(From Hernia 4168 a branch, because it protrudes forward). A tumour, ecrexis ramex, and a rupture, as occasioning a tumour. In consequence of some sudden effort, a portion of the contents of some cavity is forced through the interstices of the containing parts, usually confined to the abdominal contents forced through the interstices of the abdominal muscles, or those openings designed for the passage of nerves and blood vessels. Dr. Cullen defines it an ectopia, or displacing of a soft part, though still covered with the skin and other integuments.

From the situation of these tumours, their contents, or both, they obtain their respective denominations; occasionally taking their name from attending circumstances. 1. Those from the situation are the umbilical, femoral, labial, scrotal, or ventral. 2. Those from the contents are the enterocele, epiploccle, entero-epiplo-cele, pneumatocele. 3. Those from attending circumstances are, the incarcerated hernia, etc. True and false hernia have been distinguished; but each is a tumour of the scrotum, and the former are from the abdominal viscera, beginning from above and descending downwards to the groin or scrotum; while the latter begin from below and ascend upwards; as the hernia hu-moralis, hydrocele, haematocele, and sarcocele. These are diseases in the part where the tumour appears; from the Greek term Hernia 4169

The inguinal is the most frequent hernia; and the next to this is the femoral. The umbilical seldom occurs except in elderly women, who have been often mothers. A hernia of any other viscus, besides the intestines, is peculiarly rare.

When the intestines fall down from the cavity of the abdomen, or rather of the peritonaeum, it is evident that this latter membrane must be carried with them, unless it should be ruptured or wounded, which is seldom the case. When independent of wound, the gut usually falls through those apertures, originally formed for the passage of the spermatic cord; and in women of the round ligaments of the uterus, or for the femoral arteries. These apertures are imperfectly closed with fat only; for they are not muscular, and therefore do not admit of contraction. It sometimes, however, happens that the intestine is forced through the fibres of the abdominal muscles; and one case is recorded in which the colon was pushed through the fibres of the diaphragm; in others, the intestines have passed by the side of the oesophagus, by the vena cava inferior, or more rarely ' by the aorta into the thorax; the general cause is whatever contracts the capacity of the abdomen, or violently forces the intestine against the apertures mentioned. Violent coughing, crying, laughing, coetiveness, dysury, pregnancy, or whatever produces a deep inspiration, occasions this contraction, by the united exertions of the diaphragm and abdominal muscles. Suddenly lifting a heavy weight, which produces a deep inspiration, the jumping of a rough horse, and any other violent exertion, have been followed by the same consequences. Independent of these causes, in weak persons the weight of the intestines will produce a similar effect. It is, therefore, common in warm climates; after long fevers in old persons; those who, with poor diet, have laboured hard; and it has been said, that those who eat large quantities of oil are subject to this complaint. This, however, can scarcely happen but in the warmer regions; and increased temperature alone predisposes to it. Hernia sometimes appears to be hereditary.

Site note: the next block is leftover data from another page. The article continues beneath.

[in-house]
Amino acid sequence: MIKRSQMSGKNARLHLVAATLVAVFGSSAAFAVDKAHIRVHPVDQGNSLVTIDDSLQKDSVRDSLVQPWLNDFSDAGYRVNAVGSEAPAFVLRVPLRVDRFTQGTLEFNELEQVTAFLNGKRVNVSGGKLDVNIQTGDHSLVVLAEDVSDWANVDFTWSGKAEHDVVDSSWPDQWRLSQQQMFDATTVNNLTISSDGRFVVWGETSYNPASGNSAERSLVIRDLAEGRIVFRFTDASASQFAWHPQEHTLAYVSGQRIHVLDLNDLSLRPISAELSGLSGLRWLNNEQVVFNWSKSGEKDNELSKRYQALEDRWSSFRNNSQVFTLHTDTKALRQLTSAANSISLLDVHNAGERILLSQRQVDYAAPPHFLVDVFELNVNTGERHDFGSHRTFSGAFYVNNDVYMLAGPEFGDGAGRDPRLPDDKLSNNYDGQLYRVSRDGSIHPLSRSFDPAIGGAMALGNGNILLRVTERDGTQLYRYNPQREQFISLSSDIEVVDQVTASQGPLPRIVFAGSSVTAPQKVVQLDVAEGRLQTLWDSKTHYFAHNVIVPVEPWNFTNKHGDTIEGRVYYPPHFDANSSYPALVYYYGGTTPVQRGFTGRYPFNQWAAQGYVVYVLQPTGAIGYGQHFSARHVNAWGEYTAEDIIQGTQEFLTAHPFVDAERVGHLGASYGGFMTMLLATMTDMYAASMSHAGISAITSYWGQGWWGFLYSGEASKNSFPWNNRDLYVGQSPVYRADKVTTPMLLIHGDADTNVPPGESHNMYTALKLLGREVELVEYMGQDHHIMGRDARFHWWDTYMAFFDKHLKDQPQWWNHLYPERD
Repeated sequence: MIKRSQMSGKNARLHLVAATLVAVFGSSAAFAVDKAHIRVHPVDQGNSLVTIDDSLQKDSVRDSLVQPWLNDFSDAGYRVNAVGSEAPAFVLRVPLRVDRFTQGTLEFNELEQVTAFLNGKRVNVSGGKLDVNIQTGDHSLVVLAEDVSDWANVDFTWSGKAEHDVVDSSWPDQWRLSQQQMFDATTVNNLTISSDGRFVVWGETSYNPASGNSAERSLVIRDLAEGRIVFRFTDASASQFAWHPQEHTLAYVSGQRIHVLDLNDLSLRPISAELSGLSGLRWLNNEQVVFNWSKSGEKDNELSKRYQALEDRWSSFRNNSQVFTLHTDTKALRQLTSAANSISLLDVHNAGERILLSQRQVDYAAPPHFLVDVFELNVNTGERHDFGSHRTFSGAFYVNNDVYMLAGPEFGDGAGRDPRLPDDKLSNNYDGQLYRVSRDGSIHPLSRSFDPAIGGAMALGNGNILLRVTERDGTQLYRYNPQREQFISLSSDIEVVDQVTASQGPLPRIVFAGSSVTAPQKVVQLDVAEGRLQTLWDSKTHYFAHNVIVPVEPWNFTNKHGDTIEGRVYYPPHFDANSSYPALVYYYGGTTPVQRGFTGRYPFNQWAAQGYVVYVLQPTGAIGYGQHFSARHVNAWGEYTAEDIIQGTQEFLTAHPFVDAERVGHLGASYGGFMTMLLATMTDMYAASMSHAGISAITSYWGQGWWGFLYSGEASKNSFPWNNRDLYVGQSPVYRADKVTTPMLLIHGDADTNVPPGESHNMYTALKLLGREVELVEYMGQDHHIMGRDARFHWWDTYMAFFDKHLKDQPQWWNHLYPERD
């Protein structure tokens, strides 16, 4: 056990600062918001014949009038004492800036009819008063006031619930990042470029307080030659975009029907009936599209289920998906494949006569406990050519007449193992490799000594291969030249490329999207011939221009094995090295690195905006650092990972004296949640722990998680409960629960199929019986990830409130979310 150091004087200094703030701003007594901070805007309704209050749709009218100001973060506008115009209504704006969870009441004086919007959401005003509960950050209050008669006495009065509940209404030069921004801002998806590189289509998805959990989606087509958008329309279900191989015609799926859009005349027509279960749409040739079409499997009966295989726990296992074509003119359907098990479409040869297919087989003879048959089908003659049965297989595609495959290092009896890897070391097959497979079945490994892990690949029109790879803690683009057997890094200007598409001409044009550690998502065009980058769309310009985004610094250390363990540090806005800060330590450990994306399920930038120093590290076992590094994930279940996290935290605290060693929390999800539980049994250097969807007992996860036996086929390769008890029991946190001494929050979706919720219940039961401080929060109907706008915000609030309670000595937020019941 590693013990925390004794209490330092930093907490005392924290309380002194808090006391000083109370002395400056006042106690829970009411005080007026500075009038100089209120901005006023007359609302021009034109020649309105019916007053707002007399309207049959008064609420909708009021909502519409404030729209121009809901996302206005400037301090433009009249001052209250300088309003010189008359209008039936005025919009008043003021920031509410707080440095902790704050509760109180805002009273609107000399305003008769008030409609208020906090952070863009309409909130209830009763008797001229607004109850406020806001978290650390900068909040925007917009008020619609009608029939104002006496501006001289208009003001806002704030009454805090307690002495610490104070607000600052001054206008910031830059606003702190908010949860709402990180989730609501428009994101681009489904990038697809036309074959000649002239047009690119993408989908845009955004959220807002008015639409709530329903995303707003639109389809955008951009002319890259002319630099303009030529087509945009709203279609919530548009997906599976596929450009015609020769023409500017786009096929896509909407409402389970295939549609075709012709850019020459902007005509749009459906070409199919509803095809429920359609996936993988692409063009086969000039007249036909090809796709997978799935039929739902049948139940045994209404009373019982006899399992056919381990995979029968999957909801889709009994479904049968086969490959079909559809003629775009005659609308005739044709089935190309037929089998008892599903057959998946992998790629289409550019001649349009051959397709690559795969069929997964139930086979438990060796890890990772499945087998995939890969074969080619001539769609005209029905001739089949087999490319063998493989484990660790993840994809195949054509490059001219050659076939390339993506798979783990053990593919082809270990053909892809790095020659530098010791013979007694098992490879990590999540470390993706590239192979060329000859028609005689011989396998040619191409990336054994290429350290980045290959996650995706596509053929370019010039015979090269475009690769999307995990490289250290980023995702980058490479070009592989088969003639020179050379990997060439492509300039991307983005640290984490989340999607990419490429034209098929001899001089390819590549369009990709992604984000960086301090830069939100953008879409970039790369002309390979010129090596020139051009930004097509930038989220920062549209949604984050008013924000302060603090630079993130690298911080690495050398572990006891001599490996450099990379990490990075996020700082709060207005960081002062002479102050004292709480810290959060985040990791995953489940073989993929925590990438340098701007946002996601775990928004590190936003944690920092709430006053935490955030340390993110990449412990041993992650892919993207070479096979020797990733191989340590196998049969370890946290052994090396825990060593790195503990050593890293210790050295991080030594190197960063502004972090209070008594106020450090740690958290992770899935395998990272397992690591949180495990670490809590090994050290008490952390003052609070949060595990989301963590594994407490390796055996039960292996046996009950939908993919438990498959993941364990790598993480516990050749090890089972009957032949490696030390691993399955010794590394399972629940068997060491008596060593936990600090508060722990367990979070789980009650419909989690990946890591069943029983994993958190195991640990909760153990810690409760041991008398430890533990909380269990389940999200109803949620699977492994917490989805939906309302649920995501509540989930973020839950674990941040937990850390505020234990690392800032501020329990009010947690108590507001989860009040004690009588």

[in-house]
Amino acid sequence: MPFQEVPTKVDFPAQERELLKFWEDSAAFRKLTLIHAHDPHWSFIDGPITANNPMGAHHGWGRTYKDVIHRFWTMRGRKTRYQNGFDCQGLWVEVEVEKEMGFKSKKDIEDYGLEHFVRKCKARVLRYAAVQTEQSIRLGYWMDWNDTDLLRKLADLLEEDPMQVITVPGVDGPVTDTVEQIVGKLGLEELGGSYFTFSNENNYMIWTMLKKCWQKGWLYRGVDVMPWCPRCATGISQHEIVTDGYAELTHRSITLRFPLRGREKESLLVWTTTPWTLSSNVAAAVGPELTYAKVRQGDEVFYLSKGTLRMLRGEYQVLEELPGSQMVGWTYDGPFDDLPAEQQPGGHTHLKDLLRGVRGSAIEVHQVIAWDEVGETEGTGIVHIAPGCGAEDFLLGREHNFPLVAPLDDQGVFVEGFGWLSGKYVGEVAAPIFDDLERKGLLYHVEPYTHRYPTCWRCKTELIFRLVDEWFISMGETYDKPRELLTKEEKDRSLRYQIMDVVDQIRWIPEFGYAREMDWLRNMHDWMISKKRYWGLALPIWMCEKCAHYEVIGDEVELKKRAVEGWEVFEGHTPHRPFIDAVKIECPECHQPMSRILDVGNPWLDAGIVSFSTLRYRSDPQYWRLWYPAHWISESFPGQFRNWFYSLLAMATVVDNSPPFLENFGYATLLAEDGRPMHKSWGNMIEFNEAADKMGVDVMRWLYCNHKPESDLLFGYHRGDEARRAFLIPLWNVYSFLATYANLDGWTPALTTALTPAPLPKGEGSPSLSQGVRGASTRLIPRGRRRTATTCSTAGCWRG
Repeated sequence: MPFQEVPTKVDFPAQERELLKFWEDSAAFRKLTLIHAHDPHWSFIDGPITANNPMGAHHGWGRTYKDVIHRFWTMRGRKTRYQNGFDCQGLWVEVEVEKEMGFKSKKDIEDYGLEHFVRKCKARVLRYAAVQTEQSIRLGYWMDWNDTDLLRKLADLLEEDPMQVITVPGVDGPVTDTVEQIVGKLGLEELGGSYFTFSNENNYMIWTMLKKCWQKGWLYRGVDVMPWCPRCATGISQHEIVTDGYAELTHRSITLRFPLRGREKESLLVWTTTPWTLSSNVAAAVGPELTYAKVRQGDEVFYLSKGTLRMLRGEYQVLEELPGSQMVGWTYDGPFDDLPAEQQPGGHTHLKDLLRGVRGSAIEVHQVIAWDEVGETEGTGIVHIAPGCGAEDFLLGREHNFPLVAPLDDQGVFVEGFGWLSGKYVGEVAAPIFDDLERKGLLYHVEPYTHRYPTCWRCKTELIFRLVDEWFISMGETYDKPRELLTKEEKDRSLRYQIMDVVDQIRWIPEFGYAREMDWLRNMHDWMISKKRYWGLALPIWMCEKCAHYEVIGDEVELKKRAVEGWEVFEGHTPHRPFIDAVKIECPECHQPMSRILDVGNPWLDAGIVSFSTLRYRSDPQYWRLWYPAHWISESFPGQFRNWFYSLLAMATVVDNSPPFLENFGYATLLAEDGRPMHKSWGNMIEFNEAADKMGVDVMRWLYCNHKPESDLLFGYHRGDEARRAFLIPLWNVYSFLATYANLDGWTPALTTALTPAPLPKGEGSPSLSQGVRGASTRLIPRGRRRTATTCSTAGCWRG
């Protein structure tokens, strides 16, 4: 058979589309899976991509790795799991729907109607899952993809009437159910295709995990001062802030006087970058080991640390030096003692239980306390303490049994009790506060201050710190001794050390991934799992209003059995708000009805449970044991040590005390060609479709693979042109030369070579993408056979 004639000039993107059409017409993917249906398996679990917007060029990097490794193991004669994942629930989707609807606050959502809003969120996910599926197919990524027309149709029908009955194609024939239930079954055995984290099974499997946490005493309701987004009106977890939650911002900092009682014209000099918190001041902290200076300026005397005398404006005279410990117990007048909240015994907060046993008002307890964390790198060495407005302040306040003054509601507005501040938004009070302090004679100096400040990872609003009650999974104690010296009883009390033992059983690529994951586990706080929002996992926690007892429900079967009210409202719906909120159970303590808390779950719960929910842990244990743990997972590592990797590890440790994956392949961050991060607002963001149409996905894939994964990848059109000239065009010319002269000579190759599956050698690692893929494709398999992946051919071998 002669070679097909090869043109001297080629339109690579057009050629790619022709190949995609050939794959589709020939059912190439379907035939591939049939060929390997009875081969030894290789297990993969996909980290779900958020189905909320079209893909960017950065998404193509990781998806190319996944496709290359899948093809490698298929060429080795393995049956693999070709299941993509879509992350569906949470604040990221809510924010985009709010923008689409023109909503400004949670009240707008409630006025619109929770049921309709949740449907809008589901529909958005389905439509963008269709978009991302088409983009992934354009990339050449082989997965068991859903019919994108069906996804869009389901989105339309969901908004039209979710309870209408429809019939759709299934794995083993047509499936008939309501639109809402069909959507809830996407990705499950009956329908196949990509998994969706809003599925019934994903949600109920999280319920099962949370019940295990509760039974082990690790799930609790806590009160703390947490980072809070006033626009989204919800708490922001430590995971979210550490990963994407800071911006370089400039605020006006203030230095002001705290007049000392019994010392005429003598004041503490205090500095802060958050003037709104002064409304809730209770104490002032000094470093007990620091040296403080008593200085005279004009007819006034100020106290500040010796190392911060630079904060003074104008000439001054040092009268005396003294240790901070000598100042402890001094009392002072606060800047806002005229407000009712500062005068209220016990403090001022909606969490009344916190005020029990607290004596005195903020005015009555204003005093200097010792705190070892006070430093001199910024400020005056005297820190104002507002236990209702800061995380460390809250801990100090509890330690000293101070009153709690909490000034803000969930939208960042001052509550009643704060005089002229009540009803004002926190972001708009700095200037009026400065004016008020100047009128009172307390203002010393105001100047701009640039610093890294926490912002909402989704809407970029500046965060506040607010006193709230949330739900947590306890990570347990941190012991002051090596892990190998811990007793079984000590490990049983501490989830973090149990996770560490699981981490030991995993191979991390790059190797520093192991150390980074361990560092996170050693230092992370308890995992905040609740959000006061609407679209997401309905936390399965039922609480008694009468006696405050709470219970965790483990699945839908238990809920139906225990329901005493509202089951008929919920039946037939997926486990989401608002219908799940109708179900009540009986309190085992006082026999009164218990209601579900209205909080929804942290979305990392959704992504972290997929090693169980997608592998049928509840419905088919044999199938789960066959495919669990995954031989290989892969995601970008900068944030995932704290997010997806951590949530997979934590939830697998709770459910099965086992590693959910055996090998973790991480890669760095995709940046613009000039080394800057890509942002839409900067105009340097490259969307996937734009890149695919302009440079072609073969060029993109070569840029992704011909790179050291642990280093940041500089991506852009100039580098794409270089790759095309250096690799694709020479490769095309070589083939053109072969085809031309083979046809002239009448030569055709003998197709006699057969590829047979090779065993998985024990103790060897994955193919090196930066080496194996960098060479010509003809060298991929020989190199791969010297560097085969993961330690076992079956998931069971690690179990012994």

There are other apertures through which the intestines sometimes, though very rarely, pass; as between the bladder and rectum, or the uterus and rectum, when the tumour appears in the perinaeum; by the is-chiatic notch; or by the side of the sciatic nerve, when they are seated under the glutaei muscles. Mr. Cooper mentions a singular hernia, where the intestine passed into the labia pudendi, falling; under the branch of the ischium along with the internal pudendal artery, but continued into the pelvis, by the side of the vagina. In one case they passed between the laminae of the peritonaeum into the mesentery; and, in another, into a bag formed by a separation of the laminae of the mesocolon. When the formation of the muscles is defective, the intestines may even protrude at the loins.

Other viscera are occasionally displaced. The brain is sometimes protruded through the skull, when the bones of the head are deficient; the lungs will occasionally pass through the fibres of the intercostal muscles; and the uterus or bladder has been protruded through the parietes of the abdomen. These herniae are, however, uncommon.

The sac which contains the intestines is, therefore, the peritonaeum, and the contents are most commonly the omentum and the ilium; less frequently, in succession, the colon, the coecum, and the jejunum: sometimes only the appendix caeci vermiformis. The peritonaeum in this situation is generally thickened; though, when the weight has been considerable, it has been found peculiarly thin. The rupture of the peritonaeum, which was supposed always to happen, and which gave a name to the disease, rarely occurs. The sac, however, has occasionally burst, particularly in one instance, by a blow; and where the intestines escape, from defective organization of the muscles, they are seldom in a sac, for the peritonaeum also is usually de fective in the corresponding portion. The hernia congenita and hernia cystica are equally destitute of the peritonaeal covering; and, in one instance, the umbilical hernia was without it, a circumstance which should suggest extreme caution in the operation. The size of the sac differs from different circumstances, chiefly from the duration of the disease. The symptoms, however, are not in proportion to the size. We have seen the most violent ones occasioned by a rupture not equal in size to a filbert.